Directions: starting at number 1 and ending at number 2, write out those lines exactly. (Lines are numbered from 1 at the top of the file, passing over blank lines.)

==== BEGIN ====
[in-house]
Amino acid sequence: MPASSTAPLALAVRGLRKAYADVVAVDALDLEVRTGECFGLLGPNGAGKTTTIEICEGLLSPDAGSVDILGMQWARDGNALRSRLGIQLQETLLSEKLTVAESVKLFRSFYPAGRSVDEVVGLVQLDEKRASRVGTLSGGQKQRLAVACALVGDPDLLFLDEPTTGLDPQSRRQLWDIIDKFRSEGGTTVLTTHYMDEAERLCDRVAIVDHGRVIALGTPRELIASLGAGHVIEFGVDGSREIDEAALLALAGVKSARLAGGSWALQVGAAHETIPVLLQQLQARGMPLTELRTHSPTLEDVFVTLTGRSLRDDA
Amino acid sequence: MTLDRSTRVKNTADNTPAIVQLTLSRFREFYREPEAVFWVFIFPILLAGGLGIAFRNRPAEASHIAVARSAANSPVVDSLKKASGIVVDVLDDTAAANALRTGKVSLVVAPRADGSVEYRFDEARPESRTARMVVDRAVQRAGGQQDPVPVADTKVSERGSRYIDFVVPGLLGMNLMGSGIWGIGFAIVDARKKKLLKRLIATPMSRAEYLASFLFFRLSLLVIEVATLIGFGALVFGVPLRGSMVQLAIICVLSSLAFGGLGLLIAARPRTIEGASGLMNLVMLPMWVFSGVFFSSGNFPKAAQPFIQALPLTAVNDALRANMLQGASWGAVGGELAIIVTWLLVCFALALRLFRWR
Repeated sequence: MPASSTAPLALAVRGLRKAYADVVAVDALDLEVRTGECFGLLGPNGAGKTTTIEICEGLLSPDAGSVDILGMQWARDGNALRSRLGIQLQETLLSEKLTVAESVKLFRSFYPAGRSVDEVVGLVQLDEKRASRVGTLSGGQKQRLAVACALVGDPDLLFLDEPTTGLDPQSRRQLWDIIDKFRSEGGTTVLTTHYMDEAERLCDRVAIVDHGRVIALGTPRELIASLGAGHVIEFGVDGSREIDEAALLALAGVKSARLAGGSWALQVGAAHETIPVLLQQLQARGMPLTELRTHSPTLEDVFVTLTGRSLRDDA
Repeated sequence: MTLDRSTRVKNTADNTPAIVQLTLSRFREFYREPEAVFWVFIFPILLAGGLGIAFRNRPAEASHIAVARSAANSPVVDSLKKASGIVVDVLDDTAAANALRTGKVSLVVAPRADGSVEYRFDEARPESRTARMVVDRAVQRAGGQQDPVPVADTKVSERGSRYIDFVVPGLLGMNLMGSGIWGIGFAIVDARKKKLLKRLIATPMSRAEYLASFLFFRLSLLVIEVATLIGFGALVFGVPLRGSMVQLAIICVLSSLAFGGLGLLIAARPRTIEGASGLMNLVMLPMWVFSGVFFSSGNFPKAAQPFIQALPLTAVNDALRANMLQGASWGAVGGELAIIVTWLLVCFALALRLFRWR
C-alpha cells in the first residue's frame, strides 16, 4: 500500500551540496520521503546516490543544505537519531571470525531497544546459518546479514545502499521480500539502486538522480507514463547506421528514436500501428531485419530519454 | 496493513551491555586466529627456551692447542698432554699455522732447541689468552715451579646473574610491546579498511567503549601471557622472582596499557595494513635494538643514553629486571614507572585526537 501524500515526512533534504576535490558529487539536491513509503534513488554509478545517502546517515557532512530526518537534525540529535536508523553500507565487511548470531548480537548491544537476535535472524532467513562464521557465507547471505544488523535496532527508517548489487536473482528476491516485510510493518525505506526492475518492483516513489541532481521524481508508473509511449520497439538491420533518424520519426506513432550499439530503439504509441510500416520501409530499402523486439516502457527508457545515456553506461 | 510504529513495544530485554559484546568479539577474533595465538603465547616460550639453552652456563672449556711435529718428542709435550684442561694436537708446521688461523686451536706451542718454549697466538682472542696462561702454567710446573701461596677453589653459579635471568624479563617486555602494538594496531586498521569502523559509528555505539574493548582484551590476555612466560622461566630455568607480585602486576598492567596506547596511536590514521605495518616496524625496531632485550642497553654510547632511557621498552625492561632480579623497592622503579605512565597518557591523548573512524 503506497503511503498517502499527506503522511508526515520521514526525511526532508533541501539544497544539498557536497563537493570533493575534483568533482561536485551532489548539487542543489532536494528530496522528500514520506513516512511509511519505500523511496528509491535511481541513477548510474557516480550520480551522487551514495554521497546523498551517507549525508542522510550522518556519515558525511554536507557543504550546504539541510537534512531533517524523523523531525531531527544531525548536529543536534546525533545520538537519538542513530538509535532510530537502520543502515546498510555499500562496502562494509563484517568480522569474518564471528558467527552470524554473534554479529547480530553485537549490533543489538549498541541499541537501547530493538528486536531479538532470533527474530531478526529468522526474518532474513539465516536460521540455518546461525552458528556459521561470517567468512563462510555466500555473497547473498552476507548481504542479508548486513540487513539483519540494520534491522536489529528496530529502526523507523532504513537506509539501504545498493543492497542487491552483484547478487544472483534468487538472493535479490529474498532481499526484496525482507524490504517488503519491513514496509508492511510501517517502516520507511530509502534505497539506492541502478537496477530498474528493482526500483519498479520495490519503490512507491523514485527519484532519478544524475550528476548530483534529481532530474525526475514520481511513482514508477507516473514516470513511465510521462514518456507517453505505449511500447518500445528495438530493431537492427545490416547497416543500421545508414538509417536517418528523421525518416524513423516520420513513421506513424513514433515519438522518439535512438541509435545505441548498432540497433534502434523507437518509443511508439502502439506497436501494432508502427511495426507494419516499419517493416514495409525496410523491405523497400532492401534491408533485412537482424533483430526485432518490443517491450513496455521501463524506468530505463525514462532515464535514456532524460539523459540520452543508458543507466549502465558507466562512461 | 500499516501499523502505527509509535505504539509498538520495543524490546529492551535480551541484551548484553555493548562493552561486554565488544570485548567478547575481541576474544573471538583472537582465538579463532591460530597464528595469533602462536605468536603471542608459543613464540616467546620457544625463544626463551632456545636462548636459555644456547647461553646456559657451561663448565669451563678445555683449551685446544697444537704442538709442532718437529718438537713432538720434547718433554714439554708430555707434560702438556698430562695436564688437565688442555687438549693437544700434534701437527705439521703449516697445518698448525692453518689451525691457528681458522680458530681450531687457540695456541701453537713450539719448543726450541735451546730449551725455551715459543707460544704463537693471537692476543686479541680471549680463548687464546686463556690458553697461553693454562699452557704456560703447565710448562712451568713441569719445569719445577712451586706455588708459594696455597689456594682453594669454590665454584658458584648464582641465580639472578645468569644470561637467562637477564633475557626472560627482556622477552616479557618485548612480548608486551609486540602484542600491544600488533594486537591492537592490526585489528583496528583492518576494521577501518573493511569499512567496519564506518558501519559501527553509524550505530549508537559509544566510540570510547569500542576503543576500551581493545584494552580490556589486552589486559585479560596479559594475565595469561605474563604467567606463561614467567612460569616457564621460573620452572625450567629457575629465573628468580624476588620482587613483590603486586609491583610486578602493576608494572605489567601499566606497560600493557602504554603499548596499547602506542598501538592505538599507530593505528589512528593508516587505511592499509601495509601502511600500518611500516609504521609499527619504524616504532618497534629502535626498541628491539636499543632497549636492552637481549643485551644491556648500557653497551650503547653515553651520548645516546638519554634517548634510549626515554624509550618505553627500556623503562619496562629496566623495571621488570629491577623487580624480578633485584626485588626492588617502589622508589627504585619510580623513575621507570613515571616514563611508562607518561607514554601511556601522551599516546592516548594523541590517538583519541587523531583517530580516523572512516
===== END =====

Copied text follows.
[in-house]
Amino acid sequence: MPASSTAPLALAVRGLRKAYADVVAVDALDLEVRTGECFGLLGPNGAGKTTTIEICEGLLSPDAGSVDILGMQWARDGNALRSRLGIQLQETLLSEKLTVAESVKLFRSFYPAGRSVDEVVGLVQLDEKRASRVGTLSGGQKQRLAVACALVGDPDLLFLDEPTTGLDPQSRRQLWDIIDKFRSEGGTTVLTTHYMDEAERLCDRVAIVDHGRVIALGTPRELIASLGAGHVIEFGVDGSREIDEAALLALAGVKSARLAGGSWALQVGAAHETIPVLLQQLQARGMPLTELRTHSPTLEDVFVTLTGRSLRDDA